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Topic: Is it possible to practise away from the piano?  (Read 2689 times)

Offline Jacey1973

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Is it possible to practise away from the piano?
on: August 25, 2005, 07:07:19 PM
I'm going on holiday in a few days and i will be away from my piano for 2 weeks, i'm not normally away from it for more than 2 days so i'm a bit worried.

I remember reading somewhere in the Cambridge guide to the piano or Boris Berman's "Notes from the Pianist's bench" i think, about how a teacher (- it might have been Liszt???) used to get his pupils to practise away from the piano.

Does anyone know what this involves and is it of any help? I'm planning to take my scores and recordings away with me, but i can't see them being of that much help apart from getting a bit more familiar with the pieces. Anyone got any ideas?
"Mozart makes you believe in God - it cannot be by chance that such a phenomenon arrives into this world and then passes after 36 yrs, leaving behind such an unbounded no. of unparalled masterpieces"

Offline rapmasterb

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Re: Is it possible to practise away from the piano?
Reply #1 on: August 25, 2005, 07:24:33 PM
I have the same problem all the time. While everyone likes going on holiday you cant help feeling that you will take at least the time spent on holiday over again to get your playing back to where it should be.

At a masterclass I attended before a person was told that she could practise a particular movement of the hand (from a mozart sonata) on the bus or at the dinner table or whatever. If I remember right it was the up-down hand action required to play a couplet correctly. I know for a fact that you can practise trills/tremolos at a table; even if you aren't at a piano you can get your muscles working. As far as the pieces themselves you could use the time to really think about your expression in great detail and write in detailed notes (if you haven't already done that). Also memorizing the piece can be helped by memorizing the score from a  visual point of view. This can be very helpful and I try and do this anyway when learning off a piece. If you remember a scene from "Shine" Helfgotts teacher  made him practise fingering on a  hard surface - don't really know why though it could just be Hollywood!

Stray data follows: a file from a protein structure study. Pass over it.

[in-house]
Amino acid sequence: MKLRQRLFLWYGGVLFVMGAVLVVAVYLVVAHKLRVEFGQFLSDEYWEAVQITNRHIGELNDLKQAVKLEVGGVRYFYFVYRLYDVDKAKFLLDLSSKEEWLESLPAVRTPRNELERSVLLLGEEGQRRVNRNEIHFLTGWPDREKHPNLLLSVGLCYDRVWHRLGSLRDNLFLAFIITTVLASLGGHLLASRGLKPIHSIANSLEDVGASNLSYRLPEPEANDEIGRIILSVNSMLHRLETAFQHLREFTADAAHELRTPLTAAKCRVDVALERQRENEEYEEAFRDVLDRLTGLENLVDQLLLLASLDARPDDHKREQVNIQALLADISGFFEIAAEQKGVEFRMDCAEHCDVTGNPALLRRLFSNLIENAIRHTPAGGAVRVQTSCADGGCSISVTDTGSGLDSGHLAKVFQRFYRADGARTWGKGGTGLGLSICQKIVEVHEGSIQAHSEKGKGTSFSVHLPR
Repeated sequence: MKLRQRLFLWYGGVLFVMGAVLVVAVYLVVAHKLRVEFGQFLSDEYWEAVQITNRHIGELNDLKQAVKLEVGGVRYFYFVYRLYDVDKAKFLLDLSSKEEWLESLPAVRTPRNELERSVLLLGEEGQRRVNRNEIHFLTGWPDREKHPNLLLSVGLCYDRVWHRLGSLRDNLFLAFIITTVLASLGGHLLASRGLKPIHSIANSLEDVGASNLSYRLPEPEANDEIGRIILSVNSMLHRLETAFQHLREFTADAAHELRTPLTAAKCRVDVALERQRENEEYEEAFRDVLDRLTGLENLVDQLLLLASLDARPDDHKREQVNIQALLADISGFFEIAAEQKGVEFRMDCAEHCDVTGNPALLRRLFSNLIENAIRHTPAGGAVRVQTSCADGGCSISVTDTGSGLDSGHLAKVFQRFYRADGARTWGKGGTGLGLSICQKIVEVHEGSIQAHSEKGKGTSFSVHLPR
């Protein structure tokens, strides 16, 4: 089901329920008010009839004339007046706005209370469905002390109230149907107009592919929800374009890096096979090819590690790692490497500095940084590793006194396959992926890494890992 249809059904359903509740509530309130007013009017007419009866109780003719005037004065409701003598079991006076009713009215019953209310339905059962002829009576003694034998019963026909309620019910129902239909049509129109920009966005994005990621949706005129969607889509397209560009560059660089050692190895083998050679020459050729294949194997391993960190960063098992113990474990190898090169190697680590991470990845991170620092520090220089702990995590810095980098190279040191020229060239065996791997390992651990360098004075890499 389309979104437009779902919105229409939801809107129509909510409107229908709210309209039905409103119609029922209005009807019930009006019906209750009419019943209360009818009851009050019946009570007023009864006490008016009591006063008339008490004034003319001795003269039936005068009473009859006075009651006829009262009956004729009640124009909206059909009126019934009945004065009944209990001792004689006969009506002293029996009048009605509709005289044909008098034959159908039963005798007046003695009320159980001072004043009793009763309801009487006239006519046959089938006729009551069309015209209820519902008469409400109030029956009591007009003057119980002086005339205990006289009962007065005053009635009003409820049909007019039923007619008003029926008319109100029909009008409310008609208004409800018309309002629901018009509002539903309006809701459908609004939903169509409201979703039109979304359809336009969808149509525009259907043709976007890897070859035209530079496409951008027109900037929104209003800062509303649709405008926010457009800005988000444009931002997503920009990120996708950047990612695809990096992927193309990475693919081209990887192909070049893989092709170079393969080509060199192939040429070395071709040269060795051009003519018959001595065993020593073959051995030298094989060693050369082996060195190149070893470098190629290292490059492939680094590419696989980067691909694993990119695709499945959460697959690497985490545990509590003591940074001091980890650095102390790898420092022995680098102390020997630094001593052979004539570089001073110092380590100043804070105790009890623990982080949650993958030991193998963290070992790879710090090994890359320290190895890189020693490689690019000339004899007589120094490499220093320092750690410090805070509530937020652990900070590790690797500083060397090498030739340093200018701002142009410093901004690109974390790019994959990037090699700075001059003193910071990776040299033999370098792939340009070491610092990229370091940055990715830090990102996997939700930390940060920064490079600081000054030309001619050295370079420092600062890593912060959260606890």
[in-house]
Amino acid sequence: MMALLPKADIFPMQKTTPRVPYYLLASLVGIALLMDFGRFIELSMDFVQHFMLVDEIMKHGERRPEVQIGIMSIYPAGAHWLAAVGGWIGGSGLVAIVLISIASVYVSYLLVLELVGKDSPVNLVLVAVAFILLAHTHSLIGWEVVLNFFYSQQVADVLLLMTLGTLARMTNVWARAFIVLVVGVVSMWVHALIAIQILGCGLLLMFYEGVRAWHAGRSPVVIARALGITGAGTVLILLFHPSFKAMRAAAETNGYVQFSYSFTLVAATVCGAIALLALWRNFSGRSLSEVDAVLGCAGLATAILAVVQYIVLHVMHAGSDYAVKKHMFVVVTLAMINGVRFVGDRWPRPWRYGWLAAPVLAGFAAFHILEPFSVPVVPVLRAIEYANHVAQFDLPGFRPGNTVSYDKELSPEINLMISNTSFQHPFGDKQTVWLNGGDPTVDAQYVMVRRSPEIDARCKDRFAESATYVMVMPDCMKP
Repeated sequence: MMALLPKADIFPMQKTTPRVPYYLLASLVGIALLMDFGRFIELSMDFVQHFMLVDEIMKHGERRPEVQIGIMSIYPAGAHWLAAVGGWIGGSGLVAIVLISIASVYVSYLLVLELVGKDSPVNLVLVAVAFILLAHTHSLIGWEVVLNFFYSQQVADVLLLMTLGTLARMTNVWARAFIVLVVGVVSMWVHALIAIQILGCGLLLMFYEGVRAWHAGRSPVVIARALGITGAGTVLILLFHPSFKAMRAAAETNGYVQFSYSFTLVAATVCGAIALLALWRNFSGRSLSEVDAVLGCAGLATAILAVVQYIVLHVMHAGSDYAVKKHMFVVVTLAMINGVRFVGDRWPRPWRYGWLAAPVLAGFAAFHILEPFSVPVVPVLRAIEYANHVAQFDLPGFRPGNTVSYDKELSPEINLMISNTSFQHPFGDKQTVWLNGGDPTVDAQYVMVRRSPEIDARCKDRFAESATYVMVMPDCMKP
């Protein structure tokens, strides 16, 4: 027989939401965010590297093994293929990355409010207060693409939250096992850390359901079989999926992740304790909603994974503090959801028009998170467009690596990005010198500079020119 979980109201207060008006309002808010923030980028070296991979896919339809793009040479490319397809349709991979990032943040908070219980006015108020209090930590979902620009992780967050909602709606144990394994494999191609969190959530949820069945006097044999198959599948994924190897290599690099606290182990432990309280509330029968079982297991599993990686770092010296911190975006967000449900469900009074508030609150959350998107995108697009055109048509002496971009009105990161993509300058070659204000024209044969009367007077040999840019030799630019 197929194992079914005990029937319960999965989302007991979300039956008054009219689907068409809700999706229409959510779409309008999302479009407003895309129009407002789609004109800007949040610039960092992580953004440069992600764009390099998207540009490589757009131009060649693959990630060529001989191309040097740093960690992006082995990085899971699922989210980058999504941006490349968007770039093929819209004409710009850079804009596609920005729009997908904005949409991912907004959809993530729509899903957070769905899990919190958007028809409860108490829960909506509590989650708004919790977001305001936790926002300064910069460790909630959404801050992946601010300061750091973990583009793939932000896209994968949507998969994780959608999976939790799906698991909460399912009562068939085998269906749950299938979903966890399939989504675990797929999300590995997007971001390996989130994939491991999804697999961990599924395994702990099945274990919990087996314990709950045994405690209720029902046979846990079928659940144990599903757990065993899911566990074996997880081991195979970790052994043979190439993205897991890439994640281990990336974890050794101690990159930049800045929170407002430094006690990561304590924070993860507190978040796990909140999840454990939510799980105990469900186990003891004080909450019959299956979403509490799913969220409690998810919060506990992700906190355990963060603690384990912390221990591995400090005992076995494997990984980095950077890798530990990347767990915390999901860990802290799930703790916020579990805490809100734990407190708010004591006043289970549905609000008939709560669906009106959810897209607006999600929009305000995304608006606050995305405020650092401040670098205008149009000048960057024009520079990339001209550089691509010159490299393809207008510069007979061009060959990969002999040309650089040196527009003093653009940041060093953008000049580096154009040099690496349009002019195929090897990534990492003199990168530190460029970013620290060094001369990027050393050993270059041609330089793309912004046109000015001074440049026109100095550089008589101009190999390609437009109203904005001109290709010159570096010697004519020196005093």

On the bright side you will probably be back fresh from your holiday and be even more eager to practise. Enjoy anyway.

Offline thalbergmad

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Re: Is it possible to practise away from the piano?
Reply #2 on: August 25, 2005, 07:30:34 PM
Unless you have got a competition or a recital in the near future, take your 2 weeks off and forget about practise.

Good idea to take your scores and you have a good opportunity for some quality listening.

Have a nice time.
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Concerto Preservation Society

Offline Etude

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Re: Is it possible to practise away from the piano?
Reply #3 on: August 25, 2005, 07:34:59 PM
It's so weird after being on holiday for 2 weeks.  The keys feel completely strange to me, and I misjudge leaps/arpeggios etc.  It takes about 2 days to get back to normal.  This year I only went for 1 week so my playing wasn't really affected.  But  practicing away from the piano can be very useful especially for trills.  I developed quite a bit of my 4-5 trill technique on the desks at school  :).  I even played through pieces on the desks when I was bored, though I often ran out of room.   ;)

Offline pnorcks

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Re: Is it possible to practise away from the piano?
Reply #4 on: August 25, 2005, 07:35:54 PM
Check out this thread on mental practice:

https://www.pianostreet.com/smf/index.php/topic,2458.0.html

Offline Jacey1973

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Re: Is it possible to practise away from the piano?
Reply #5 on: August 25, 2005, 07:36:57 PM
Yeah thanks very much, some good ideas. I've photocopied a little bit from a books about Beethoven sonatas from a playing/interpretation point of view, so i thought i could read them and add notes to the score (im doing Les Adieux).

Its funny i was gonna mention the scene from "Shine" when Helfgott is practising on a hard surface and is just writing in a few notes. Has anyone read "The Pianist" or seen the film? I remember reading in the book that Spilzman used to go over his repertoire in his head all the time when he was in hiding without a piano - and he said when he came back to his career after the war it made a huge difference, he was able to remember almost everything he had memorised before he stopped playing.

I will give the visual memorising thing a go, i think i have quite a photographic memory anyway.
"Mozart makes you believe in God - it cannot be by chance that such a phenomenon arrives into this world and then passes after 36 yrs, leaving behind such an unbounded no. of unparalled masterpieces"

Offline quantum

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Re: Is it possible to practise away from the piano?
Reply #6 on: August 25, 2005, 07:38:00 PM
Actually not thinking about playing the piano is a form of mental practice.  Your brain gets a break from the physical perspective of playing and has time to work and mature your pieces mentally.  This is an extreemly important part of practicing as we we too often are too obsessed with the physical nature of playing the piano and forget to develop our music in other ways.